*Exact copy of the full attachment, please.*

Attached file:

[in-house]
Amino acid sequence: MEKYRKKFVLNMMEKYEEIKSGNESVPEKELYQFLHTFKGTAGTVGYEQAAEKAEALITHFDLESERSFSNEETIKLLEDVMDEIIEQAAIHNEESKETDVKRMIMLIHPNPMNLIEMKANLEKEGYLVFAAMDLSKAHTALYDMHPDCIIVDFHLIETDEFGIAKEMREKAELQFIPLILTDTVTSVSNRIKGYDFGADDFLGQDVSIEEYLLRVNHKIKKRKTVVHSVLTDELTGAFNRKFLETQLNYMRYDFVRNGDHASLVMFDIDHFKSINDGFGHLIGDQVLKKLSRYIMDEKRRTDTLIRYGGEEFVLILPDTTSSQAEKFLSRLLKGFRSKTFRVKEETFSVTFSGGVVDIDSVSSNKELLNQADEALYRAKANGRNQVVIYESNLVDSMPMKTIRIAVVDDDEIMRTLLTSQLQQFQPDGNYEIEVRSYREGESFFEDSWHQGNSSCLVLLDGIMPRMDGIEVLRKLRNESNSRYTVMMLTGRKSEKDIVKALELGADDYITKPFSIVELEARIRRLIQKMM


[in-house]
Amino acid sequence: MEKYRKKFVLNMMEKYEEIKSGNESVPEKELYQFLHTFKGTAGTVGYEQAAEKAEALITHFDLESERSFSNEETIKLLEDVMDEIIEQAAIHNEESKETDVKRMIMLIHPNPMNLIEMKANLEKEGYLVFAAMDLSKAHTALYDMHPDCIIVDFHLIETDEFGIAKEMREKAELQFIPLILTDTVTSVSNRIKGYDFGADDFLGQDVSIEEYLLRVNHKIKKRKTVVHSVLTDELTGAFNRKFLETQLNYMRYDFVRNGDHASLVMFDIDHFKSINDGFGHLIGDQVLKKLSRYIMDEKRRTDTLIRYGGEEFVLILPDTTSSQAEKFLSRLLKGFRSKTFRVKEETFSVTFSGGVVDIDSVSSNKELLNQADEALYRAKANGRNQVVIYESNLVDSMPMKTIRIAVVDDDEIMRTLLTSQLQQFQPDGNYEIEVRSYREGESFFEDSWHQGNSSCLVLLDGIMPRMDGIEVLRKLRNESNSRYTVMMLTGRKSEKDIVKALELGADDYITKPFSIVELEARIRRLIQKMM